Seven centuries after Nichiren first proclaimed his teaching, the Soka Gakkai appeared in modern times—at the very height of this age of conflict that is the Latter Day of the Law—taking upon itself the mission to accomplish the great vow for kosen-rufu in exact accord with Nichiren Daishonin’s spirit. It is truly the organization carrying out the Buddha’s will and decree.

The heart of the great vow for kosen-rufu and the life state of Buddhahood are one and the same. Therefore, when we dedicate our lives to this vow, we can bring forth the supreme nobility, strength and greatness of our lives. When we remain true to this vow, the limitless courage, wisdom and compassion of the Buddha flow forth from within us. When we wholeheartedly strive to realize this vow, the “poison” of even the most difficult challenge can be transformed into “medicine,” and karma transformed into mission.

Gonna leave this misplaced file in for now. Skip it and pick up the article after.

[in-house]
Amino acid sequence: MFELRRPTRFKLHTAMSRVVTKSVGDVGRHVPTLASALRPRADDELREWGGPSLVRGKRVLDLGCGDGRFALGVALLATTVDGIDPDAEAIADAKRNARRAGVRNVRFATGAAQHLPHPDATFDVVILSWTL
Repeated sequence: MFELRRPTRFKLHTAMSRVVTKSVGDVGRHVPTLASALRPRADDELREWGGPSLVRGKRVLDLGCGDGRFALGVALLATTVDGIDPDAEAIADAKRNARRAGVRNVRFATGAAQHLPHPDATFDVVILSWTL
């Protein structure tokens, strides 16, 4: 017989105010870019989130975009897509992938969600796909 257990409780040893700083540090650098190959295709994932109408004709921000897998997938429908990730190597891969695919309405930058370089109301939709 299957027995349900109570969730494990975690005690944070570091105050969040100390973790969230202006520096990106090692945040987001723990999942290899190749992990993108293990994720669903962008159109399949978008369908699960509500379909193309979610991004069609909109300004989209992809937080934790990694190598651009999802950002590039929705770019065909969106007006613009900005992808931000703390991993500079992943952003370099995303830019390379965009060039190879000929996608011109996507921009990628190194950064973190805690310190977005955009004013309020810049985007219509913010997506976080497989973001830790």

This is the spirit of our infinitely worthy members. This is the hallmark of our invincible humanistic network of Soka.

The Kosen-rufu Gohonzon enshrined in the altar here is the “banner of propagation of the Lotus Sutra” (see “The Real Aspect of the Gohonzon,” WND-1, 831) upheld by the Soka Gakkai, which is dedicated to this great vow. It bears the inscription “For the Fulfillment of the Great Vow for Kosen-rufu Through the Compassionate Propagation of the Great Law.”

As President Toda’s true disciple, I protected this Gohonzon in the Mentor-Disciple Hall of the former Soka Gakkai Headquarters building, and went out into the world to make the “fulfillment of the great vow for kosen-rufu through the compassionate propagation of the great Law” a reality.

President Makiguchi, who resisted wartime militarism and died in prison for his beliefs, had vowed to realize the Daishonin’s ideal of “establishing the correct teaching for the peace of the land.” Making his vow my own, I began and developed a diverse global network of people committed to the values of peace, culture and education.

I chanted constantly before this Gohonzon, praying for the happiness, health and longevity of all our members and for them to successfully carry out their human revolution and attain Buddhahood in this lifetime. And, looking toward the distant future of our movement, I continued my efforts to create a solid and unending flow of capable successors and took decisive leadership to thoroughly ensure the eternal perpetuation of the Law.